On April 28, the state legislature closed its regular session three days early, unable to come to an agreement on healthcare spending for the budget. A special session has been called for June 1 to June 20, during which the Senate and the House will attempt negotiations. With the budget currently left up in the air, however, New College’s operating budget planning has been put on hold.
Normally the legislature ends on May 1, allowing the school to draft a budget before the June 12 meeting with the Board of Trustees (BOT). With the hold-up, however, the school is left in limbo. Several major budget requests are on the table for New College in this legislative session: a $500,000 increase that will go to the Center for Engagement and Opportunity office, a $720,000 increase that will allow the school to hire more police officers and enhance the police radio system, and an allotment for construction for an addition to the Heiser natural sciences building. “We may still get a lot of stuff,” Vice President for Finance and Administration John Martin said.
There is also a possibility we will not. Although the House’s proposed budget grants the school those increases, the Senate has a $220,000 cut to the school’s operating budget. The special session will attempt to negotiate these numbers, and a final decision will not be published until June 20. Martin cautions that even after that point, Governor Rick Scott could still veto the proposed budget, extending the budget discussion into July.
“Technically, passing a balanced budget is the only thing the state legislature is required to do,” Martin said. But he is optimistic about the results of the special session. “When all is said and done, I think the college will be getting new money next year.”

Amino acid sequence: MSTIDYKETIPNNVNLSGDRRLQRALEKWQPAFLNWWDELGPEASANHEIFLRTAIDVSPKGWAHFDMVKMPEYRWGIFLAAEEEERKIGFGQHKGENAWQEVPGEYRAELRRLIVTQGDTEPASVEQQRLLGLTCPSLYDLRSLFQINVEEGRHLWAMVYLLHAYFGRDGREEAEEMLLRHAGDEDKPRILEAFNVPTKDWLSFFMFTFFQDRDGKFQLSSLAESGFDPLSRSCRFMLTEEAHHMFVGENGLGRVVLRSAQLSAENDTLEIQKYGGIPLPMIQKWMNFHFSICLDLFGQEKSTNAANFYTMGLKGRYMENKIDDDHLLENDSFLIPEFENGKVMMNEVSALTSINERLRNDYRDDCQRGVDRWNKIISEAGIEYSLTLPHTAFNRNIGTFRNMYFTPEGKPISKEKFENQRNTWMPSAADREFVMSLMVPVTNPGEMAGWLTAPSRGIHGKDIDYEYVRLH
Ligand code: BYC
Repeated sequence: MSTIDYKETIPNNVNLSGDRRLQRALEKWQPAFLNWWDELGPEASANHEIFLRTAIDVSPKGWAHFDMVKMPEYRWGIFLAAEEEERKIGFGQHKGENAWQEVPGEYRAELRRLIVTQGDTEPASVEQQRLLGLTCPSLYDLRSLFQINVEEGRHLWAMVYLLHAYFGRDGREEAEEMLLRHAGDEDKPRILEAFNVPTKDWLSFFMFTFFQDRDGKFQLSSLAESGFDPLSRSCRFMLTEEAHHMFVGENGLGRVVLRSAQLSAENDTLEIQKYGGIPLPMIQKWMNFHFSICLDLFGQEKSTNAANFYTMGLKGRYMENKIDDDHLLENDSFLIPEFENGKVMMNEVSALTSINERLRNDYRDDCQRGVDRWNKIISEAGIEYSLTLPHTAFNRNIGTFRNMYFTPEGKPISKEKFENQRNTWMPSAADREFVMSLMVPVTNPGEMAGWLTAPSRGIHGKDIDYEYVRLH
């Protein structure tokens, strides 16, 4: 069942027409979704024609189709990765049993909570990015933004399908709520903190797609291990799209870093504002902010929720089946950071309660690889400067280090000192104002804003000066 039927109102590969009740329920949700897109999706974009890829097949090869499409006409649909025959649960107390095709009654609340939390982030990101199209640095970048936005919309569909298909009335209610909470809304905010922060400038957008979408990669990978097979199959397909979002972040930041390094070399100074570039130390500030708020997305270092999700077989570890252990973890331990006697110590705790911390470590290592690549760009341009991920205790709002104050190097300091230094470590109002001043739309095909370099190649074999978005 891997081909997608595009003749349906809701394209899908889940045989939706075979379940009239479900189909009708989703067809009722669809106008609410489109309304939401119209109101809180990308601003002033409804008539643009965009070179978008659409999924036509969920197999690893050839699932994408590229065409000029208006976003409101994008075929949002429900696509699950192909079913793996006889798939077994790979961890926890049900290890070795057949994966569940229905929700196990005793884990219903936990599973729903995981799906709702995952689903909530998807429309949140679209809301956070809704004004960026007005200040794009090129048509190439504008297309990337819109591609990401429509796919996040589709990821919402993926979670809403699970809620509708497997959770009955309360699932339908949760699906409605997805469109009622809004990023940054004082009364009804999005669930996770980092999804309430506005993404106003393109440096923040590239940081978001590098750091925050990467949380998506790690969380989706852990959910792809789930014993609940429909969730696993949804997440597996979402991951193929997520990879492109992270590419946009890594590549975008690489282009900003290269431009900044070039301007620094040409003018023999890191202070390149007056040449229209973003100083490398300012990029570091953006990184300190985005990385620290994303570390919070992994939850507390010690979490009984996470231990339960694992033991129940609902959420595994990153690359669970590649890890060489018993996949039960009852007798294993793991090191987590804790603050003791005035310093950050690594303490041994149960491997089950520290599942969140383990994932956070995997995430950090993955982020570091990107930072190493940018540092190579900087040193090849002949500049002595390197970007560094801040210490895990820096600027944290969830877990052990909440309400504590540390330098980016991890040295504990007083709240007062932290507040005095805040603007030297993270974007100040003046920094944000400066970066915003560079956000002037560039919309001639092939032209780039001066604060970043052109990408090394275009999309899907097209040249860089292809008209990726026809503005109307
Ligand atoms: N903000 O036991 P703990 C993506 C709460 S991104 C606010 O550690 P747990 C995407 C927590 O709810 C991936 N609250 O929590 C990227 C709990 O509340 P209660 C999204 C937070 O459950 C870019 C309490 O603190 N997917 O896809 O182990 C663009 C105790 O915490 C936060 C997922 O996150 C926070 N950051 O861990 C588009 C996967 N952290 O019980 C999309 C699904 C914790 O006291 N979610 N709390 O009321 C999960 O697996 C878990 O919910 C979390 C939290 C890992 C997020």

In the meantime, the school has a contingency plan to tread water until an official budget is agreed upon. Rather than attempting to draft a budget without any sure numbers, the BOT will pass a continuation budget. The operating budget from this year will be used as a starting budget for July 1 onward. The BOT meets again in November to pass final changes to the budget, so “we’ll have until November to make all the changes,” Martin said.
Lawmakers and political observers are optimistic about this special session; Senator Bill Galvano of Bradenton County said in an interview with Sunshine State News that he thinks the special session will put people to work. “I don’t think we’ll need all those days. If we’re open minded and work together … we’ll be able to reach a resolution.”
The biggest hold-up between the House and Senate will be handling the massive discrepancies between their proposals for healthcare legislation. The session needs to resolve the question of whether they will expand healthcare to the uninsured, and how to handle a $2 billion deficit in funding for Florida hospitals for uninsured patients. Governor Scott also wants the budget to include $673 million in tax cuts, challenging the legislature to cut wherever they can.
Information for this article taken from www.sunshinestatenews.com and www.bradenton.com